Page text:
“No social changes were imposed in Lhasa at that time, but in eastern Tibet aggressive social reforms, land distribution and the destruction of monasteries began in 1955. Resistance armies were formed by local merchants and running battles ensued with the PLA. Refugees from the conflict fled in their thousands to Lhasa, leading to the watershed events of March 1959, when tens of thousands of Tibetans surrounded the Dalai Lama’s palace to prevent him visiting the Chinese military camp, where they feared he would be abducted. The battles that followed in Lhasa are now seen by many or most Tibetans as a popular uprising in defence of the nation against a foreign occupier, and by Chinese officials as an armed rebellion instigated by the Tibetan upper classes with the secret support of the hostile foreign forces – meaning the Americans and the CIA. In any event, the 1959 uprising failed and led the Dalai Lama and 80,000 followers to flee across the Himalayas to India, where they still remain, with an exile government established in the small hill station of Dharamsala in the northwestern Indian state of Himachal Pradesh.”

“At this point,” notes Barnett, “the place called Tibet becomes lost as a distinctive voice and player in its own history.” Tibet has become “a muffled, incoherent voice” and in its place a battle has taken place to represent it.

‘The early work of Wang Lixiong and Tsering Shakya emerged out of that battle, and traces of it can be seen in the initial debate between them. But they rapidly became the leading figures among those who try, by understanding the intricacies of representational conflict, to navigate beyond it.”

Robert Barnett adds (p. 19):

“Both gained their status as interpreters of [events described in the introduction (pp. 17-19)] by trying to make sense of the muted Tibet, to find plausible, concrete explanations for Tibetan actions and beliefs. This effort is situated within a view of China which implies that Tibet is not merely an idiosyncratic element among China’s many problems but a core issue which shows the workings of the large state and thus has direct implications for its viability as a state. In other words, the Chinese state cannot resolve its key contradictions and become sustainable until it resolves its problems in Tibet.”

Key disputes


1. Political status

“The most prominent element of the conventional dispute,” according to the introduction, “is that of political status. The Chinese side sees Tibet as having been for centuries an integral part of China. Since at least the 1970s, Beijing has dated this incorporation to the thirteenth century, when Tibet became a part of the Mongol empire.”

“From a Tibetan perspective,” however, “Tibet’s relations had been with the Mongol or the Manchu Emperors, not with China as a state or with their successor regimes, and it had therefore become fully independent in 1913.”

2. Territory

Similar disagreement exists over the question of Tibetan territory.

3. Consequences of flight of the Dalai Lama (1959)

“The immediate consequences of the flight of the Dalai Lama in 1959 are similarly contested. According to the Chinese narrative, the rebellion was routed by the PLA and, to the relief of the common people of Tibet, the perpetrators and their supporters were ‘eliminated’ or ‘suppressed’, to use the official jargon of the time.”

“According to the Tibetan or exile view,” however, “the 1959 uprising was followed immediately by an orgy of persecution, mass arrests and killings. Forced collectivization and the establishment of communes began within a year or two, taking back the individual land-holdings that had been given to the peasants in 1959. Attacks on religion and on monasteries also began at around this time.”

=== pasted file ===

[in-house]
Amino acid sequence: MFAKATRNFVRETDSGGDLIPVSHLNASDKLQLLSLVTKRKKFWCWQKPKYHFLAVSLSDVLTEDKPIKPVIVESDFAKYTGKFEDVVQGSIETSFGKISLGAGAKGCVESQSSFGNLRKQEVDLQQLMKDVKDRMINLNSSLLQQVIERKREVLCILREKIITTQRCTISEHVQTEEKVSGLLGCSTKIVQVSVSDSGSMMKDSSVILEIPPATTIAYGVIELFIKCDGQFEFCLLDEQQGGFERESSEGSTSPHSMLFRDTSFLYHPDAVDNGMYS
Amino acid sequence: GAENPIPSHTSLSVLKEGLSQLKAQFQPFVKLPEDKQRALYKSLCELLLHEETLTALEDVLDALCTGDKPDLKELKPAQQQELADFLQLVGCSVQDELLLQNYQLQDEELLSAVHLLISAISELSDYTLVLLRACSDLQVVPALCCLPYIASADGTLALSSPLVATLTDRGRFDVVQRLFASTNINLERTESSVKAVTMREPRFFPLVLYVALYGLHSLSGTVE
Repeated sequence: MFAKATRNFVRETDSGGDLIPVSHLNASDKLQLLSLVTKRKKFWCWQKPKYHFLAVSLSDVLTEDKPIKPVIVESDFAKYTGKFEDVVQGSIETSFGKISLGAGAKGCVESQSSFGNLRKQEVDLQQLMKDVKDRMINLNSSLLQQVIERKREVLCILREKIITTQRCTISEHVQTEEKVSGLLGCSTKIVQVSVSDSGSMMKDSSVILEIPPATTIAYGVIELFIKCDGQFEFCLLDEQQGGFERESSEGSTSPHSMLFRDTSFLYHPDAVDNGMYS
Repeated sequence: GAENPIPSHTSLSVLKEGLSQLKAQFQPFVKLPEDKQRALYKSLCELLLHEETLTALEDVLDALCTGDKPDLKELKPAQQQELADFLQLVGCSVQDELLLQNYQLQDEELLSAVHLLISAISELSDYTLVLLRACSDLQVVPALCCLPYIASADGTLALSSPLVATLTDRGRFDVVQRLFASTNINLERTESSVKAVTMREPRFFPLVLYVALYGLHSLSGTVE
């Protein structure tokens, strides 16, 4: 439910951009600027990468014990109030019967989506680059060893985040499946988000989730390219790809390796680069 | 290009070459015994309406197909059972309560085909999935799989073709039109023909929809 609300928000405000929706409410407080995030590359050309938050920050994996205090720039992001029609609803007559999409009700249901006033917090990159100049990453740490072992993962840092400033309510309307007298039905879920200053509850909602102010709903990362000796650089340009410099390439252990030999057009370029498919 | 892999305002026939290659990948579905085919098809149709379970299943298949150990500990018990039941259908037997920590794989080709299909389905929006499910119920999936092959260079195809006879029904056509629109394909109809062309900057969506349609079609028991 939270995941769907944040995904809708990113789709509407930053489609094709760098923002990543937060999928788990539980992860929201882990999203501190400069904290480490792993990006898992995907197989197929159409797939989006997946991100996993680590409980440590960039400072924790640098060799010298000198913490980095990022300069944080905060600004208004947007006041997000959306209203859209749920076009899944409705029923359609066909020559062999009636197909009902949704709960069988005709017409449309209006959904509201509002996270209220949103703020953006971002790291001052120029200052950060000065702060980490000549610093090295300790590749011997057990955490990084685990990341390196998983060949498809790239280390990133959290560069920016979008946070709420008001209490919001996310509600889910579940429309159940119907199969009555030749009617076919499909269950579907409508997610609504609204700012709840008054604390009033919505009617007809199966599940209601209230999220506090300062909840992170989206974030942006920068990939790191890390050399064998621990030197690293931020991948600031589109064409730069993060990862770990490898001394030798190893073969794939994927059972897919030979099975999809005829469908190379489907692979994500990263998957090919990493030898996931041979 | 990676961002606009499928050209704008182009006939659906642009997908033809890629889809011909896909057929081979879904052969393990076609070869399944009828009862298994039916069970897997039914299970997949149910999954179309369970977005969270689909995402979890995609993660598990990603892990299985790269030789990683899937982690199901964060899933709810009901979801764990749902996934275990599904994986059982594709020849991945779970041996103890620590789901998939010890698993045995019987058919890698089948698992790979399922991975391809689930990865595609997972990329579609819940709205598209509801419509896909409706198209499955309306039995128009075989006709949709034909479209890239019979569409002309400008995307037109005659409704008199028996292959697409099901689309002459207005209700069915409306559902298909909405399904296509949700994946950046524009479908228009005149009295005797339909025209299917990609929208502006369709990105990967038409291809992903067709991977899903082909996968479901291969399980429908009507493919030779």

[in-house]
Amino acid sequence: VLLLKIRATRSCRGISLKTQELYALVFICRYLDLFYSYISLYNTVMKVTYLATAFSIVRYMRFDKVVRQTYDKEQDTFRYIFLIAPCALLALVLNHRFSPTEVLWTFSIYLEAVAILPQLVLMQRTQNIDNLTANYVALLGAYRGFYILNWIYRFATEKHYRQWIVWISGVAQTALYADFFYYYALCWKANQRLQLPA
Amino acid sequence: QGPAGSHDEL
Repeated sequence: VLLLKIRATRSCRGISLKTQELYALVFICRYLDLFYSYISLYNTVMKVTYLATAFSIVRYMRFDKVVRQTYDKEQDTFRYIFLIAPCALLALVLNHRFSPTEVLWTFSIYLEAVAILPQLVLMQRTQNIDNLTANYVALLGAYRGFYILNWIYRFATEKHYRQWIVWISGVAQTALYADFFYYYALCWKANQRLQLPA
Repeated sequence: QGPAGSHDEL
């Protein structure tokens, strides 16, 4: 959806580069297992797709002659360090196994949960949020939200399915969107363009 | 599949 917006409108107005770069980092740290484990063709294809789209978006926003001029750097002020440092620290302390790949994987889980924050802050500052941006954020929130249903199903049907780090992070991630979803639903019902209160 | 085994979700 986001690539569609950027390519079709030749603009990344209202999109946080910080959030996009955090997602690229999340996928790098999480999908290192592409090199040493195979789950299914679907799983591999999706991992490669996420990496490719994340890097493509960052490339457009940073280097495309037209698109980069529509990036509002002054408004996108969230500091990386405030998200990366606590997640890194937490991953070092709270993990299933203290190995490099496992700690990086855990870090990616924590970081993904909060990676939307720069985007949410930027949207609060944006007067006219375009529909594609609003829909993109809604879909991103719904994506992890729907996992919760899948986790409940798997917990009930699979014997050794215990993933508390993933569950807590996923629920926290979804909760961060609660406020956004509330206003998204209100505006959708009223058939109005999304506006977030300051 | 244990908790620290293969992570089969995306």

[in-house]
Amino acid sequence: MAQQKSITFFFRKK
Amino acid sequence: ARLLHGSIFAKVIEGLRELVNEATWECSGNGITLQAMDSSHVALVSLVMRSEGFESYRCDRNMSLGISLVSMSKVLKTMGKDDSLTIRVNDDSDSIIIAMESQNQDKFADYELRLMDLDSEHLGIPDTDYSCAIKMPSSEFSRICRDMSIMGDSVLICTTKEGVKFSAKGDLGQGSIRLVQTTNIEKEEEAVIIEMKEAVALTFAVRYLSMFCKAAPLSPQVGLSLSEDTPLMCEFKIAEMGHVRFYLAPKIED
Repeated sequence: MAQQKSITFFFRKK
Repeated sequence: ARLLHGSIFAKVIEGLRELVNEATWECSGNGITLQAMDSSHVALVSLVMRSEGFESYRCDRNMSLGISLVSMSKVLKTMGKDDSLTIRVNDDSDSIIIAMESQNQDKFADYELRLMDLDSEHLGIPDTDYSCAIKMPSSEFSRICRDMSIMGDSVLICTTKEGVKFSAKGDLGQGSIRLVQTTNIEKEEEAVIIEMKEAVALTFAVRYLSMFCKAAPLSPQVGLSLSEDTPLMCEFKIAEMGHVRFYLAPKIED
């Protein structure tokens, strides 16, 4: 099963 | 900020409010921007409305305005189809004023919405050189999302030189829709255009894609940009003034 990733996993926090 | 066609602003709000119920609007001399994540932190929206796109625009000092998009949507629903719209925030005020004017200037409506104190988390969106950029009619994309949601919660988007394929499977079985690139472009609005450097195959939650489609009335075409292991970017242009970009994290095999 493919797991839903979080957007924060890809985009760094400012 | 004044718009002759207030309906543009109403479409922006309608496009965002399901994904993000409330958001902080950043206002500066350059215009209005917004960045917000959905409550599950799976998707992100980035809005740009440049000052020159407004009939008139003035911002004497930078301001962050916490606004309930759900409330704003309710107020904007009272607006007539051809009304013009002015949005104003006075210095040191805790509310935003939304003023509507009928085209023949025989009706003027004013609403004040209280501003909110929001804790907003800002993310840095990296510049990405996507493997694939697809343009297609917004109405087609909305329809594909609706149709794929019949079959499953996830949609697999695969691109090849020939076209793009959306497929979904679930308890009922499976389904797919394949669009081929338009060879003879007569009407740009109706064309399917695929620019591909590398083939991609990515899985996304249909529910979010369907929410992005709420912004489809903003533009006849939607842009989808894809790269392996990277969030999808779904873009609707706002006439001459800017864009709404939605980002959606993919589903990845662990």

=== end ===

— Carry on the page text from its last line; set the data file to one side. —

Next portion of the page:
4. Disagreement over events of late 1960s and 1970s

“Another fundamental cleavage of views concerns the events of the late 1960s and 1970s. Underlying this is the question of whether those events are still the responsibility of the present leadership.”

5. Post-Mao era disagreements

“In the post-Mao era, the arguments accumulate but become more detailed.”

“No one disputes the visible evidence of modernization in Tibetan towns,” Barnett notes, “as in other areas of China, and the striking increase in wealth, especially in the urban areas. But there is bitter antagonism over the intentions behind these policies, or over their effects. One side sees the investment as a kind of cultural levelling, eroding Tibetan language and culture; the other sees it as beneficial modernization that is an overall advantage to Tibetans.”

6. Divergences regarding recent Chinese policies in Tibet

“A similar dispute surrounds recent Chinese policies in Tibet, which, perhaps as a response to the fall of the Soviet Union, attributed by Chinese analysts to its laxity with nationalities, had become much more aggressive in the 1990s.”

7. Differing perspectives regarding language usage

“Such differences can be listed indefinitely, down to the level of the individual word. The word ‘country’, for example, antagonizes Chinese if used of Tibet, who see this as a claim for the independence of what they term a ‘region’ or an ‘area’. Similar tensions surround words like ‘invasion’ or ‘occupation’, let alone saying ‘Tibet and China’ instead of ‘Tibet in China’.”

8. Points of agreement also exist

“Surprisingly, some points of agreement can be made out, though they are rarely emphasized. All parties to the China-Tibet dispute more or less agree that the Cultural Revolution was a disaster on a massive scale, but differ on whether it has been correctly explained, sufficiently amended for, or even stopped. There is broad consensus that Tibet is not simply another Chinese province and has special characteristics – during the 1980s, that was the term, tese, used by Chinese leaders to describe Tibetan and other nationality entities – and so is entitled to a different, devolved form of administration compared to the inland provinces of China.”